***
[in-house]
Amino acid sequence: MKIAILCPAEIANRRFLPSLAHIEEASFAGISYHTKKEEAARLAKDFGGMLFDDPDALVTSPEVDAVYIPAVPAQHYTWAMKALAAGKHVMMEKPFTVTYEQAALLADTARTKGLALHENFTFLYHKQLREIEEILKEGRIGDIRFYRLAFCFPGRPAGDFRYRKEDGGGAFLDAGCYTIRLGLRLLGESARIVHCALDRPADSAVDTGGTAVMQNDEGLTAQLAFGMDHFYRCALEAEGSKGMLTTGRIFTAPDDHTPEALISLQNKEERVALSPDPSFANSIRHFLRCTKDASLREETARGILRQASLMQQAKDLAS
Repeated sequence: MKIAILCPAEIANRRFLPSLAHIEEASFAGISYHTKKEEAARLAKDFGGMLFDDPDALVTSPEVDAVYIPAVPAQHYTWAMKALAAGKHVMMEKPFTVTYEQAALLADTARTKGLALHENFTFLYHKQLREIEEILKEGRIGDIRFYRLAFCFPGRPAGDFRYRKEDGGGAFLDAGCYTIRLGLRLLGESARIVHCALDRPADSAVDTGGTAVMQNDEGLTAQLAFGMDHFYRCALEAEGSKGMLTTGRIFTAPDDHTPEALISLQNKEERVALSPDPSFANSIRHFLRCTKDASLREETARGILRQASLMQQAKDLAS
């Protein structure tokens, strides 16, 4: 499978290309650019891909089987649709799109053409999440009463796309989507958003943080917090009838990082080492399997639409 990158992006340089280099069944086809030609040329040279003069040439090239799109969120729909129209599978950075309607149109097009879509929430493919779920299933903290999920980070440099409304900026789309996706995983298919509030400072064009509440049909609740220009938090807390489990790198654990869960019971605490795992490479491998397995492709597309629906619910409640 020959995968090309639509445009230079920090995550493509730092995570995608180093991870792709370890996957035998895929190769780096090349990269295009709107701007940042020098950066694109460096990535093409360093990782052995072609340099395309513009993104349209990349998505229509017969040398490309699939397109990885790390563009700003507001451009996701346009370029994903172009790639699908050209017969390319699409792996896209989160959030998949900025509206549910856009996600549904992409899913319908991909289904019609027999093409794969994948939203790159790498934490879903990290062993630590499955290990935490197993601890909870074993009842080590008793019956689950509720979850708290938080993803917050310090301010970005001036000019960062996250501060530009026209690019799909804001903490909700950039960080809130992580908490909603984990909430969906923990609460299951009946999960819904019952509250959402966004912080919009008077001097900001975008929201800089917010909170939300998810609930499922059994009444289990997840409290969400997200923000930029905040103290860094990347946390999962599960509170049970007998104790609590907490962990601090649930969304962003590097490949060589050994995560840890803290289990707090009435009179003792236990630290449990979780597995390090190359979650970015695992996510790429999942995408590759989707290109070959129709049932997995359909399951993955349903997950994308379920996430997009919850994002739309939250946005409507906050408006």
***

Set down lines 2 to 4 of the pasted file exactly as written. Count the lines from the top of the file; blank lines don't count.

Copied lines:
Amino acid sequence: MKIAILCPAEIANRRFLPSLAHIEEASFAGISYHTKKEEAARLAKDFGGMLFDDPDALVTSPEVDAVYIPAVPAQHYTWAMKALAAGKHVMMEKPFTVTYEQAALLADTARTKGLALHENFTFLYHKQLREIEEILKEGRIGDIRFYRLAFCFPGRPAGDFRYRKEDGGGAFLDAGCYTIRLGLRLLGESARIVHCALDRPADSAVDTGGTAVMQNDEGLTAQLAFGMDHFYRCALEAEGSKGMLTTGRIFTAPDDHTPEALISLQNKEERVALSPDPSFANSIRHFLRCTKDASLREETARGILRQASLMQQAKDLAS
Repeated sequence: MKIAILCPAEIANRRFLPSLAHIEEASFAGISYHTKKEEAARLAKDFGGMLFDDPDALVTSPEVDAVYIPAVPAQHYTWAMKALAAGKHVMMEKPFTVTYEQAALLADTARTKGLALHENFTFLYHKQLREIEEILKEGRIGDIRFYRLAFCFPGRPAGDFRYRKEDGGGAFLDAGCYTIRLGLRLLGESARIVHCALDRPADSAVDTGGTAVMQNDEGLTAQLAFGMDHFYRCALEAEGSKGMLTTGRIFTAPDDHTPEALISLQNKEERVALSPDPSFANSIRHFLRCTKDASLREETARGILRQASLMQQAKDLAS
């Protein structure tokens, strides 16, 4: 499978290309650019891909089987649709799109053409999440009463796309989507958003943080917090009838990082080492399997639409 990158992006340089280099069944086809030609040329040279003069040439090239799109969120729909129209599978950075309607149109097009879509929430493919779920299933903290999920980070440099409304900026789309996706995983298919509030400072064009509440049909609740220009938090807390489990790198654990869960019971605490795992490479491998397995492709597309629906619910409640 020959995968090309639509445009230079920090995550493509730092995570995608180093991870792709370890996957035998895929190769780096090349990269295009709107701007940042020098950066694109460096990535093409360093990782052995072609340099395309513009993104349209990349998505229509017969040398490309699939397109990885790390563009700003507001451009996701346009370029994903172009790639699908050209017969390319699409792996896209989160959030998949900025509206549910856009996600549904992409899913319908991909289904019609027999093409794969994948939203790159790498934490879903990290062993630590499955290990935490197993601890909870074993009842080590008793019956689950509720979850708290938080993803917050310090301010970005001036000019960062996250501060530009026209690019799909804001903490909700950039960080809130992580908490909603984990909430969906923990609460299951009946999960819904019952509250959402966004912080919009008077001097900001975008929201800089917010909170939300998810609930499922059994009444289990997840409290969400997200923000930029905040103290860094990347946390999962599960509170049970007998104790609590907490962990601090649930969304962003590097490949060589050994995560840890803290289990707090009435009179003792236990630290449990979780597995390090190359979650970015695992996510790429999942995408590759989707290109070959129709049932997995359909399951993955349903997950994308379920996430997009919850994002739309939250946005409507906050408006």